On sunny weekend afternoons, I’ll often leash up my pups and take them for an extra-long walk. Along the way, I usually pass at least one or two neighbors — moms riding bikes with toddlers or pushing hooded strollers — and we’ll nod a friendly greeting or stop to chat awhile. I enjoy these interactions, and actually look forward to them. So it’s difficult to admit that once in a while, I find myself suppressing the most troubling urge to cry.
I adore children, but I was not able to have children. Adoption was enthusiastically explored, though circumstances never managed to align. That’s the nature of life, I guess — sometimes, for an assortment of reasons, our dearest plans simply don’t work out. But for the females, the nurturers, the encouragers, the mothers-who-might-have-been, this reality can present its own unique set of painful challenges.
There’s a certain subtle message I’ve noticed, which surfaces here and there. It’s a largely silent signal that can be telegraphed by friends, family, co-workers, neighbors, even well-meaning ladies at the grocery store. It reminds me — as if I needed reminding — that caring for a rescued dog is not remotely similar to raising an actual son or daughter. The words themselves are occasionally uttered verbatim; though the message can also give itself away through various facial expressions or particular figures of speech.
It can never be the same, that message says. Pup rescue, dog ownership, canine companionship, whatever label you select… It can’t remotely compare to cradling a drowsy-warm, sweet-smelling newborn in your arms. It can never vaguely approach hand-in-hand walks to kindergarten, late-night vigils armed with vapor rub jars and cough syrup, or bedtime stories read in lilting, reassuring tones.
And how can I help but agree when I scroll across social media, bumping into all those birthday greetings, gap-toothed vacation snapshots, colorful prom pictures, graduation videos? I fold my own hands awkwardly into my lap while dusty shirts are changed and greasy chins are swabbed, soccer teams are cheered on from the stands, and hatchbacks are crammed full of overstuffed boxes and bags just before heading toward proud-yet-tearful college semester farewells.
I understand, absolutely, that a dog will never grow up to discover a cure for disease, alleviate unspeakable violence, or inspire generations with stirring words of insight. Technically, our domesticated dogs never really “grow up” at all. They get older, of course — but for us humans, canines always seem to exist in an imposed, oddly necessary state of part-infant, part-confidante. They walk — loyally, willingly, dutifully by our sides — until their essence drifts away one day, leaving us to cherish what amounts to a fleeting handful of years. I know that neither of my current canines, Grant and Maizy, will provide me with grandkids who grin down from photos on the mantel, nor will they hold my wrinkled hand when I am old.
Still, sometimes when I encounter other women, our good-natured banter can become oh-so-mildly awkward as certain child-specific subjects arise. There’s no lack of friendliness on either side, mind you. There’s just that missing point of commonality, a vitally absent overlap. A female with four-legged furkids can’t completely identify with teen tribulations and typical toddler topics. The parents of pets are an entirely separate subset.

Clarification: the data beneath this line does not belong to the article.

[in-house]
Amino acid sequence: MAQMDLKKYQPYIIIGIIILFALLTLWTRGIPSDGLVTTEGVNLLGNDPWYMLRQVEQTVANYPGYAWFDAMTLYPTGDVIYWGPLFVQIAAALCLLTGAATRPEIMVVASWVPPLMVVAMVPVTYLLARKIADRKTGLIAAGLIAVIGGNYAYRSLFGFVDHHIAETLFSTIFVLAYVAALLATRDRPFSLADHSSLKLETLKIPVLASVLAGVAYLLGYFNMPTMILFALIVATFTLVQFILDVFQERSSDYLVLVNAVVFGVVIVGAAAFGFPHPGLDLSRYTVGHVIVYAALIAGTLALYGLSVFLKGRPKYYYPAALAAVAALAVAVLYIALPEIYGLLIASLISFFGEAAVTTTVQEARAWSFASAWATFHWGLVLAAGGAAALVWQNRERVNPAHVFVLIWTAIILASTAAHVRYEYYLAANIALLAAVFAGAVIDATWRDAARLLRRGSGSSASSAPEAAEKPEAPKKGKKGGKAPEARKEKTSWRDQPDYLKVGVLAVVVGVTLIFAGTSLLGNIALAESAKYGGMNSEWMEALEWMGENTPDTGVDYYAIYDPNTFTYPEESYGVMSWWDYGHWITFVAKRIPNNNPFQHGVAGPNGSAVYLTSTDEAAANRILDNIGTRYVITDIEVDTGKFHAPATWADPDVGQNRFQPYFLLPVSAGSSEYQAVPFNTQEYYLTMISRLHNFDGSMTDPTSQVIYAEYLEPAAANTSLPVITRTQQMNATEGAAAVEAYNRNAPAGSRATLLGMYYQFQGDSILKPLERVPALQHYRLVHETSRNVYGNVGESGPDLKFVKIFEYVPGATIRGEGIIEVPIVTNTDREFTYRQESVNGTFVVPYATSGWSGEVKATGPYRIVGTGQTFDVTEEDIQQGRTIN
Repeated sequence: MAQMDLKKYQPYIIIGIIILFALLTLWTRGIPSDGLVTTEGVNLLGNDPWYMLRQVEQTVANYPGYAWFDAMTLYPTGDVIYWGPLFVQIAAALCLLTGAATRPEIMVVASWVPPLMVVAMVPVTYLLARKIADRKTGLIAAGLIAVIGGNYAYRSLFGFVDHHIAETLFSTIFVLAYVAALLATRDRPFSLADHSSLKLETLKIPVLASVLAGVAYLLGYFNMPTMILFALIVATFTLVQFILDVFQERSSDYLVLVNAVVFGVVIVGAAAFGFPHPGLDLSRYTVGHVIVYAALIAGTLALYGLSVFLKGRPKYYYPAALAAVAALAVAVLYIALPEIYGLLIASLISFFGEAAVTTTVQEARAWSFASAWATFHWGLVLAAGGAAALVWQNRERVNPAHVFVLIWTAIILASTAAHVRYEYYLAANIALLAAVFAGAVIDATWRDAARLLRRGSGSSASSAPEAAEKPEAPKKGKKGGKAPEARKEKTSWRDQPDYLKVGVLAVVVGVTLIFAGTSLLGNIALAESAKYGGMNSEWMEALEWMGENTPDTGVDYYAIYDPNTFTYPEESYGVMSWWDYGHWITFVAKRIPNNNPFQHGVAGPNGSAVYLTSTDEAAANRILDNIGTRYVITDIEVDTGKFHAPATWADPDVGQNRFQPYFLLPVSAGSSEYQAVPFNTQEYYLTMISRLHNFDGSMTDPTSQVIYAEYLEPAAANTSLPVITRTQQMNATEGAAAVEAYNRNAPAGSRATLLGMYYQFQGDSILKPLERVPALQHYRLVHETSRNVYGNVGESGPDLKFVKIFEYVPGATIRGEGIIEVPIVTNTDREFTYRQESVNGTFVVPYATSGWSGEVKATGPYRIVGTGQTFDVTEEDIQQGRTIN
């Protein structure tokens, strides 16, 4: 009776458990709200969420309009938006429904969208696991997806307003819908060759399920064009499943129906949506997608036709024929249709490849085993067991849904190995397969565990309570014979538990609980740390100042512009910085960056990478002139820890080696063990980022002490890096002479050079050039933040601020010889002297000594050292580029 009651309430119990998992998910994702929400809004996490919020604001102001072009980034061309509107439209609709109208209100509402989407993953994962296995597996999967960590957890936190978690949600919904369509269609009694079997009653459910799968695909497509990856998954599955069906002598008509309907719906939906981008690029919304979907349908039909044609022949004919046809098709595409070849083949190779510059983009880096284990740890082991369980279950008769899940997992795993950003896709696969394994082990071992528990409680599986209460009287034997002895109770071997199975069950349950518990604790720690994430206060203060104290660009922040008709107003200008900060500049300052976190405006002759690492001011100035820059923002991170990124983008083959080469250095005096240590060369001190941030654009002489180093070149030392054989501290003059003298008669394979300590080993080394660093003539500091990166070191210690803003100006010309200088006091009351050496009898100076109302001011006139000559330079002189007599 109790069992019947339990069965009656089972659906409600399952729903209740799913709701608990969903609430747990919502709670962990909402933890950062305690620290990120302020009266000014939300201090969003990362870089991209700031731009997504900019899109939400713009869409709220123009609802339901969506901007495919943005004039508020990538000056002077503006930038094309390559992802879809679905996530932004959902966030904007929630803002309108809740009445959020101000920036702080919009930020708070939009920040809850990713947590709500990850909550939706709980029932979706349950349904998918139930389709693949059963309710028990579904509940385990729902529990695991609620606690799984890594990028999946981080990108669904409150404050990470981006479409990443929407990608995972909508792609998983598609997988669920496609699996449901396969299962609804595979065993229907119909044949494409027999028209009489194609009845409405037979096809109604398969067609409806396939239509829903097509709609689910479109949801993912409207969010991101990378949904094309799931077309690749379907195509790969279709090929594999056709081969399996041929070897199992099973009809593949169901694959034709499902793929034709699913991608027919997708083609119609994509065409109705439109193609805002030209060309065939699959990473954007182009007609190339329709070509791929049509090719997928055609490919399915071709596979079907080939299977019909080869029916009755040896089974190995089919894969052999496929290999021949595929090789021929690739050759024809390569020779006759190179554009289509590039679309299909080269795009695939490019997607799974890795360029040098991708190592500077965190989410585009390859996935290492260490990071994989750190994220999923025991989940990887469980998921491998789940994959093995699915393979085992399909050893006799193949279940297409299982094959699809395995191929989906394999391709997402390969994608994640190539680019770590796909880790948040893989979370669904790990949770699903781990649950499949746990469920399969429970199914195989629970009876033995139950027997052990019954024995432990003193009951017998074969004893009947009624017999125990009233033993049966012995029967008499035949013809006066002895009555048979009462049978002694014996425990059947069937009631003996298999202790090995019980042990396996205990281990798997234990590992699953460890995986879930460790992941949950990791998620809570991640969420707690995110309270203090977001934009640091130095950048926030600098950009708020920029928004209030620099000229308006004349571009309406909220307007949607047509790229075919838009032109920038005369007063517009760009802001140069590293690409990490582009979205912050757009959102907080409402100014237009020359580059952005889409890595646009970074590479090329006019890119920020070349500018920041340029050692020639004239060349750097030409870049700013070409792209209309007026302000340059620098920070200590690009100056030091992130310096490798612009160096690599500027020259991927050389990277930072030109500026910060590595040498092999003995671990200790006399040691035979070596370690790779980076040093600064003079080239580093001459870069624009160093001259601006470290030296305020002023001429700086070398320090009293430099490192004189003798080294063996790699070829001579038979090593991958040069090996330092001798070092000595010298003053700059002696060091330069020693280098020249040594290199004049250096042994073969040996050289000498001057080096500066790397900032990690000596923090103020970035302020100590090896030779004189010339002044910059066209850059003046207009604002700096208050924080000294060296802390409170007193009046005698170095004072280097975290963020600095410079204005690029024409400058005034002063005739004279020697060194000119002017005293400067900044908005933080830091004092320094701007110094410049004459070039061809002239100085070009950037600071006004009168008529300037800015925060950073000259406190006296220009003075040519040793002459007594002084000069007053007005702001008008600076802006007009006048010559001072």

And yet there remains that shared word: parents. How interesting that we who elect to adopt and embrace these cold-nosed, warm-hearted creatures would choose a term that represents such enduring patience, fierce loyalty, and sacrificial support. The phrase pet parent has persisted for quite some time, in a digital world filled with temporary preoccupations and fleeting ideas. I believe that’s mostly because it embodies an inherent degree of accuracy.
There is, after all, something very parental about unconditional love for a pet. I think this holds especially true for a rescued pet. For years now, I’ve looked into the defeated eyes of abused, abandoned dogs. I’ve observed the wary ways in which they sit or slump, often nursing broken bodies and bruised spirits and sometimes struggling with acquired terrors they’ll never fully overcome. I recognize in them something I’ve learned to honestly acknowledge in myself: an eagerness to connect, encourage, and heal; a need to cheer and uplift; a longing to be named and reassured and simply matter. While these things are often conferred upon a mother almost automatically, the path is not as clear-cut for childless women. Yet I sense these things reverberating like a quiet hum, back and forth, between a homeless canine’s troubled gaze and mine.
So I praise and guide, teach and train, cleanse and bandage, mend and restore. I stop thinking and comparing, and choose to focus instead on the not-so-swift, not-so-simple reestablishment of trust. It’s not always easy work, but the tasks themselves seem to be transmitting a different message of sorts. This message reminds me that unconditional love and abiding empathy regard all recipients equally. It whispers that at some fundamental level, species falls away. Dogs, humans, other creatures — we’re all a wounded blend of newborns and adolescents and old souls. We’re all striving and stumbling forward simultaneously. It’s the choice to love that helps us walk side by side — supporting, sacrificing, learning, cherishing, respecting.
And in the end — cradling our disappointments, nurturing frailties both hidden and apparent, carrying our quiet truths — we quite often rescue one another.
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